A dark specter looms over Lebanon as the democratic momentum grows to oust Syrian forces: the risk of civil war. From 1975 to 1990, a bloody civil conflict claimed about 150,000 Lebanese lives. Many of the problems that plagued Lebanon in the past may recur in different forms or, worse yet, new forms should Syrian troops withdraw. This fear should not stop the international community from pressing Damascus to end its brutal occupation, but steps must be taken to ensure that freedom and peace remain long after Syria is gone.
Lebanon was an island of democracy in the Middle East until its civil war began in 1975. The war had many causes, including political meddling by Iraq, Syria, and other neighbors; the Israeli-Palestinian border war; a frozen political system that gave disproportionate power to the country’s Christian minority; and a weak government that could not prevent minor spats from escalating into violence. The war ended only when Syria forcibly intervened, crushing dissent and imposing a brutal peace by deploying tens of thousands of troops and intelligence agents. Many Lebanese accepted Syria’s presence as the price of stability. But today, their patience is at an end.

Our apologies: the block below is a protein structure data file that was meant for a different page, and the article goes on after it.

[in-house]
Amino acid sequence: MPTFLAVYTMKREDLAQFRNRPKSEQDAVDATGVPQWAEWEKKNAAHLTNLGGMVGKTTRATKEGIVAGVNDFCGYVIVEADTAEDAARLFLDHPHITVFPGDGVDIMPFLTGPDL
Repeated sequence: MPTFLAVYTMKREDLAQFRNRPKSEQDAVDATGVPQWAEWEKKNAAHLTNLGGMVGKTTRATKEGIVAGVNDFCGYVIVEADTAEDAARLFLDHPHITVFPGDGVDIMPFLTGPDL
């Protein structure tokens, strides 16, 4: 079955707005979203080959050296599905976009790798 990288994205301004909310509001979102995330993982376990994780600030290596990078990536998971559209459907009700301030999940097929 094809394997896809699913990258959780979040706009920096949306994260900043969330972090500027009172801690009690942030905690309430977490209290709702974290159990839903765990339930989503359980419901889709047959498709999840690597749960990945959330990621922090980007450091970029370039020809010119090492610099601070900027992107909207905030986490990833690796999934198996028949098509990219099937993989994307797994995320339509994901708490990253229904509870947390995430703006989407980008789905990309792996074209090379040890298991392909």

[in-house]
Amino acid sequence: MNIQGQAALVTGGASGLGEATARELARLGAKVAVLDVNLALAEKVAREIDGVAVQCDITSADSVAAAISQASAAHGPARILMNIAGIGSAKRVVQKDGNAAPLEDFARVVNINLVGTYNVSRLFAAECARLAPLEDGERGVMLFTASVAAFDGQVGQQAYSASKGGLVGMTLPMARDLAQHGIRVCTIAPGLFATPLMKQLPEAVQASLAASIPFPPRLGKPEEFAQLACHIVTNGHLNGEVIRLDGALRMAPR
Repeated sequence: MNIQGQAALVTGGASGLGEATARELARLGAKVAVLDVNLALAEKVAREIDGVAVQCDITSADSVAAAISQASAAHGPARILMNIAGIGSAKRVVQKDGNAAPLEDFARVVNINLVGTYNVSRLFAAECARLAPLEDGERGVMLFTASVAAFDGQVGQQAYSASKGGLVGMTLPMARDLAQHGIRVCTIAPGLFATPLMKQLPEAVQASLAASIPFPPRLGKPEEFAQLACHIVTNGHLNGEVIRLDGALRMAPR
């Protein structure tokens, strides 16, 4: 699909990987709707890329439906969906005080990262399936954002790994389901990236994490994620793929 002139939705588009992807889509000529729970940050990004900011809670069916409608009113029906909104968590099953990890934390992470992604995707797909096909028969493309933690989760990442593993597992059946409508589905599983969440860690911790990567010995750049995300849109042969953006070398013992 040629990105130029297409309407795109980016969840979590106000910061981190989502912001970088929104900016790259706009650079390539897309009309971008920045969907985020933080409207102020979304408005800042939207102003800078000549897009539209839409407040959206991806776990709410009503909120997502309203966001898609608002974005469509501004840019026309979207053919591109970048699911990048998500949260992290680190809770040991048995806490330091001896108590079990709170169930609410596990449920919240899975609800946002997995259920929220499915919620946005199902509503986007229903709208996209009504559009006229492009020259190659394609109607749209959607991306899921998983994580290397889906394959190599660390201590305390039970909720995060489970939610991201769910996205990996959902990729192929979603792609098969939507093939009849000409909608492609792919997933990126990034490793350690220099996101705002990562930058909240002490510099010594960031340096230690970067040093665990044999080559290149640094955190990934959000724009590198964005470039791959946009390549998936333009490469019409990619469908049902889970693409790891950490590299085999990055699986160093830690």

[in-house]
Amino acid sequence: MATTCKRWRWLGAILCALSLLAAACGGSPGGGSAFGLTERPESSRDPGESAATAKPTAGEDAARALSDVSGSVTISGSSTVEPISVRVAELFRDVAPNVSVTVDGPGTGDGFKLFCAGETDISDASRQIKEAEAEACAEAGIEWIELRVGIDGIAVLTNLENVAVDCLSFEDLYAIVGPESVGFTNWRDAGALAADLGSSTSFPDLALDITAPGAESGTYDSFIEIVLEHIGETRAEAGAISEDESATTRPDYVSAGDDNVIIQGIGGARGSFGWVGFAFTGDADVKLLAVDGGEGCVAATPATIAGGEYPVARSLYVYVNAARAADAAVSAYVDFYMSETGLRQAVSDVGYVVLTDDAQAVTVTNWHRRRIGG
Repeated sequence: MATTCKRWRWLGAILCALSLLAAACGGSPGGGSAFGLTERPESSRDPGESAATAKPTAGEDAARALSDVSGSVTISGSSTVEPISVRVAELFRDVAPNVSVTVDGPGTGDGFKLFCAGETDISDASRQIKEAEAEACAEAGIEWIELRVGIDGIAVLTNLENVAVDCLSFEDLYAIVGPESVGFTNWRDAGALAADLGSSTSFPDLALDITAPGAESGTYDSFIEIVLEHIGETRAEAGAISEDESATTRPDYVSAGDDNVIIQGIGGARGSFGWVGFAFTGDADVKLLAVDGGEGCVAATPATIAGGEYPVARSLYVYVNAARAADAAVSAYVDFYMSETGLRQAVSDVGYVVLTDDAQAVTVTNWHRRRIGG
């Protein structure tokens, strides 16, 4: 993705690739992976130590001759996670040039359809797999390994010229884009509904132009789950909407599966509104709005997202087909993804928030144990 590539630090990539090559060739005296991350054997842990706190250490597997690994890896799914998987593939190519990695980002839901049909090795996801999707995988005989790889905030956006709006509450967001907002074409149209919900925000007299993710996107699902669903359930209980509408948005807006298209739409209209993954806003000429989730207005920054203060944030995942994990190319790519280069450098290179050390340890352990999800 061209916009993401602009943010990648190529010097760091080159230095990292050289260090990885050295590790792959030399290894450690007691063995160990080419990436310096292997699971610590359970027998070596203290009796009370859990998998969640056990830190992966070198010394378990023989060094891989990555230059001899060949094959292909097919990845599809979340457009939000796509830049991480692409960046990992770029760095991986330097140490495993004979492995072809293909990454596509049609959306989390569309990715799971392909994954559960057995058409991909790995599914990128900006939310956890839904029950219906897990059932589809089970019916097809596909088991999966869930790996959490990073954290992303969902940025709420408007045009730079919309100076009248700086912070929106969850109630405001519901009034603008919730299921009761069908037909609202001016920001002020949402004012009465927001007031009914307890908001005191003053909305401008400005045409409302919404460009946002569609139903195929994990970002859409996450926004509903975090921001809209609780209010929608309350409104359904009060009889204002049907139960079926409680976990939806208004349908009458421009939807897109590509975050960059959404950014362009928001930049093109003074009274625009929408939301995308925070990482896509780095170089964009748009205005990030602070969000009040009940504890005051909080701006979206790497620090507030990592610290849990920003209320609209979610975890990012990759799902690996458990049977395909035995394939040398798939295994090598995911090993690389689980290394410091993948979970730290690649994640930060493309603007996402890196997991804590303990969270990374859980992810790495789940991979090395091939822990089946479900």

The good news is that most Lebanese recognize that a return to civil war would be disastrous. The bad news is…
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[Trump has] given Iran the moral high ground and that is an exceptionally difficult thing to do given the history and reality of Iran's misdeeds at home and in the region. It's just malpractice on the part of an American president.
The way the Trump administration is moving forward [with its Iran policy] is just so hostile to all aspects of Iran that it’s unlikely to produce any traction with the Iranian people or to encourage divisions within the system.
The intent of [any U.S. action] to do with the IRGC is basically to cast a very broad shadow over sectors of the Iranian economy and exacerbate the compliance nightmare for foreign businesses that may be considering trade and investment with Iran.